Jump to content

      









Photo

[Vic West] Victoria International Marina | Under construction

Infrastructure Commercial

  • Please log in to reply
1919 replies to this topic

#1901 Nparker

Nparker
  • Member
  • 13,913 posts

Posted 06 April 2017 - 01:40 PM

Has this been mentioned before:

...the project will have positive economic impacts on the region, as yachts usually moor for three to four days before continuing up the coast. So far, the marina has caught the attention of sailing aficionados. In 2018, the annual Melges 24 Canadian Championship, one of the most prestigious regattas in the world, will take place at the marina. The regatta is expected to attract 60 to 80 entrants from around the world for the June 3 to 8 race and is expected to have a roughly $1-million impact on the local economy.


http://www.vicnews.c.../418369343.html

 



#1902 VicHockeyFan

VicHockeyFan

    Super Moderator

  • Moderator
  • 44,428 posts

Posted 06 April 2017 - 01:51 PM

Melges Worlds are coming to RVYC in 2018 too:

 

https://www.facebook...112021072502528



#1903 Sparky

Sparky

    Super Duper Moderator

  • Moderator
  • 8,934 posts

Posted 08 April 2017 - 05:57 AM


  • Bingo likes this

#1904 Ryan Roberts

Ryan Roberts
  • Member
  • 7 posts

Posted 09 April 2017 - 12:44 PM

While N Parker and Marko Juras may adopt the attitude that "Frankly, I couldn't care less how the nearby residents feel about this project" on all projects in the community, most Victorians and Canadians disagree.  This is why public hearings usually occur on projects that need public approval and can adversely affect some citizens; be the effects  financial, individual  life quality, or community quality of life in nature.. 

 

In the case of the marina, as noted previously, it was known for at least two decades that a project could be developed; thus nearby residents should have had an expectation that something would happen. Nevertheless, I would argue, and the relevant governments involved accept, that an effort should be made to minimize or at least make a reasonable effort to adopt policies or rules which will minimize, or mitigate, or reasonably control aspects of a proposal which has the potential to  negatively impact the community and/or the quality of life of affected citizens. In the case of the marina, the original proposal was significantly down scaled and otherwise modified at considerable cost to developers. 

 

The bottom line is that the attitudes of Parker and Juras , which we may respect, are rejected by most Canadians and, I believe, participants  on-line here.



#1905 VicHockeyFan

VicHockeyFan

    Super Moderator

  • Moderator
  • 44,428 posts

Posted 09 April 2017 - 12:46 PM

In the case of the marina, the original proposal was significantly down scaled and otherwise modified at considerable cost to developers.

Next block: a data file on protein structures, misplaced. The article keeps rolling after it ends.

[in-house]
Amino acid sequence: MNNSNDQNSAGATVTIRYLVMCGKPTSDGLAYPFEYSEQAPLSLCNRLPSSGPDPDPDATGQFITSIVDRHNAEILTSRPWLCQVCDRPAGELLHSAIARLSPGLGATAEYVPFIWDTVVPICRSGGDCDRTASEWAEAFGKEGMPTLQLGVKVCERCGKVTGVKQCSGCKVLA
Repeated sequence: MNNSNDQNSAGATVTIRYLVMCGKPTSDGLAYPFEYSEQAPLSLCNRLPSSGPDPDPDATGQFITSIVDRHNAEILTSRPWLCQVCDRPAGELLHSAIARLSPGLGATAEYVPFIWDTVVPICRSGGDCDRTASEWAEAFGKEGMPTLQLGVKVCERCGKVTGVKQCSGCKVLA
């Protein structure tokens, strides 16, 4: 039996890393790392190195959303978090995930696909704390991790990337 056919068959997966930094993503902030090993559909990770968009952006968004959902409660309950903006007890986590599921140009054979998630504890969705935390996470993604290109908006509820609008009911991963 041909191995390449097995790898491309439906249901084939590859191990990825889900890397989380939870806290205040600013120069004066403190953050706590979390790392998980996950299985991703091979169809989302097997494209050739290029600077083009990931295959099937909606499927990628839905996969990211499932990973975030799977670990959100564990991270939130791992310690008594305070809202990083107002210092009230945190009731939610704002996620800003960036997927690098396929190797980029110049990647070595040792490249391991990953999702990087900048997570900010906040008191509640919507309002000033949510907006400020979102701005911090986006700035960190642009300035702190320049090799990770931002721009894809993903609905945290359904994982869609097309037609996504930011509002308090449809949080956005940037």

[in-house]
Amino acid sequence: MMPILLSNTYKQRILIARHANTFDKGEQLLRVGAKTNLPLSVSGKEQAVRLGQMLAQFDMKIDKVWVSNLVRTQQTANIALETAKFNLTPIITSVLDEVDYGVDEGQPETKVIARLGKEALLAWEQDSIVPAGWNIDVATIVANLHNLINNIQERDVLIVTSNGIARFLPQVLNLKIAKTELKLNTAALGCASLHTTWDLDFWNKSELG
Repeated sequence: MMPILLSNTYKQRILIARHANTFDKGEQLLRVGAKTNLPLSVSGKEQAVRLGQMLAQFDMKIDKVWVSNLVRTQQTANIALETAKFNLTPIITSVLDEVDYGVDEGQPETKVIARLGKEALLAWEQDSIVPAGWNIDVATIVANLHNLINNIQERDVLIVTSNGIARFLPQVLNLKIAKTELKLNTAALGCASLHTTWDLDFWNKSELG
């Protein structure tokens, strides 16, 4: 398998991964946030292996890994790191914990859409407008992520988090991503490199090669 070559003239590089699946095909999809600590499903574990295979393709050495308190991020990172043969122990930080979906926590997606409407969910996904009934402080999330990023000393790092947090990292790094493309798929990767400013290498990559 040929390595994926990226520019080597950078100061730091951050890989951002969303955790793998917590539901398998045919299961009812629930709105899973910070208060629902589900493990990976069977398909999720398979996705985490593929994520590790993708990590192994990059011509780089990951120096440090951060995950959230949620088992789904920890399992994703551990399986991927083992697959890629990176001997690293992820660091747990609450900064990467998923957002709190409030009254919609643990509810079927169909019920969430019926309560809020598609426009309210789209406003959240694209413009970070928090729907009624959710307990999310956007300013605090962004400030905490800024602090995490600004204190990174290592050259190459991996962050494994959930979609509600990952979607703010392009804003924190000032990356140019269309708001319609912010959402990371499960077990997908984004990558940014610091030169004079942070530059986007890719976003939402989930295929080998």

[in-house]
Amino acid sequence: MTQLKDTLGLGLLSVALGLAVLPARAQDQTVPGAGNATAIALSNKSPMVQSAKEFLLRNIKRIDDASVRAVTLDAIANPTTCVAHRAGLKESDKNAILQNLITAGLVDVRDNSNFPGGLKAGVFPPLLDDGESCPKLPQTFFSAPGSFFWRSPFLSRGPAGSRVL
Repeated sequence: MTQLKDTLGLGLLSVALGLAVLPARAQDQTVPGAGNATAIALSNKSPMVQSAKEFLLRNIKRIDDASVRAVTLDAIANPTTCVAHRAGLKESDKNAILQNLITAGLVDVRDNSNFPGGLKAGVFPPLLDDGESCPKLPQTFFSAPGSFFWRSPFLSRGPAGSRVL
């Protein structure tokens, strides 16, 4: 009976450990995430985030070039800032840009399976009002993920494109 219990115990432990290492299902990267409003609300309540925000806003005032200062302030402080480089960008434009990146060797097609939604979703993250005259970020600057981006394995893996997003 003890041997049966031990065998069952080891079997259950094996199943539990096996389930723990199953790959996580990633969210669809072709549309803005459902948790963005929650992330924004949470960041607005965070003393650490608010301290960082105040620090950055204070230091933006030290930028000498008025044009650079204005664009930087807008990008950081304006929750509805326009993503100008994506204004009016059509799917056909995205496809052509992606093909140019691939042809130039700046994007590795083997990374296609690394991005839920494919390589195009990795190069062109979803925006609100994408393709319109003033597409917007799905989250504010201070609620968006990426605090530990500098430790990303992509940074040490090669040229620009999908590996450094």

And also at considerable cost to all us taxpayers that live nowhere near the project.

 

 

Third, I am not persuaded that it would be good public policy to have municipalities making development commitments, then not only have them turn around and attack those commitments as illegal and beyond their own powers, but allow them to scoop a financial windfall at the expense of those who contracted with them in good faith.  This is precisely the sort of unfairness that the doctrine of unjust enrichment is intended to address.

 

 

I would therefore allow the appeal, set aside the decision of the British Columbia Court of Appeal, and restore the trial judgment requiring the respondent City  to pay the appellant $1.08 million.  Interest will accrue on that amount at registrar’s rates from time to time commencing the 1st day of October 1993 to the date of this judgment.  The appellant is entitled to its costs of the trial before Wilson J. and of the appeal from that judgment to the British Columbia Court of Appeal, and the costs of the present appeal in this Court.

 

 

https://scc-csc.lexu...m/2191/index.do



#1906 Ryan Roberts

Ryan Roberts
  • Member
  • 7 posts

Posted 09 April 2017 - 02:07 PM

Yes, please focus on the principle--I totally agree that in practice everything can and does often get screwed up and stupidly, in my less than humble opinion,and absurdly out of hand.  regards, rr   restating: For a given outcome, we want to minimize the private and/or social cost.  ugh!



#1907 VicHockeyFan

VicHockeyFan

    Super Moderator

  • Moderator
  • 44,428 posts

Posted 09 April 2017 - 02:21 PM

has the potential to  negatively impact the community and/or the quality of life of affected citizens. 

 

I'd argue that the expansion of the seaplane terminal will cause more angst for affected citizens, resulting in more flights.  But that was given the unanimous green-light by council.



#1908 Nparker

Nparker
  • Member
  • 13,913 posts

Posted 09 April 2017 - 02:37 PM

...The bottom line is that the attitudes of Parker and Juras , which we may respect, are rejected by most Canadians and, I believe, participants  on-line here.

Regarding other participants online here at VV, I seem to get a good deal of support in much of what I post; 4736 likes as of last count.

And as I have stated before, the residents of the Songhees do not now, nor have have they ever had exclusive rights to the waterfront. It belongs as much to me as it does to those who live adjacent to it and I should have as much say in how it is developed as any other CoV taxpayer. 

 


Edited by Nparker, 09 April 2017 - 02:42 PM.

  • VicHockeyFan, AllseeingEye, sdwright.vic and 2 others like this

#1909 Cassidy

Cassidy
  • Member
  • 193 posts
  • LocationVictoria

Posted 10 April 2017 - 06:41 AM

It is somewhat indicative of human nature to presume that once you've purchased something (a Songhees condo for example), it and everything around it either belong to you, or must receive your blessing.

 

This kind of thinking is terribly at odds with what is (in reality) a fully working Inner Harbour, one that's not owned or influenced by those who happen to have purchased condo's on the Songhees (or elsewhere on the harbour).

 

As has been noted many times before, a working harbour is a living harbour - and the Inner harbour has always been a working harbour. 

 

The International Marina, in addition to being a fully approved and vetted project, is yet one more "business" that will make excellent use of the Inner Harbour, bringing with it people, activity, money, and security ... and will further down the road be viewed as just another fixture in our amazing and working harbour.

 

Personally, if I were a resident in one of the condo's surrounding the Inner Harbour, and if such things as "major change" or "noise" bothered me ... I'd pay very close attention to what was around me, and what might be around me in the future.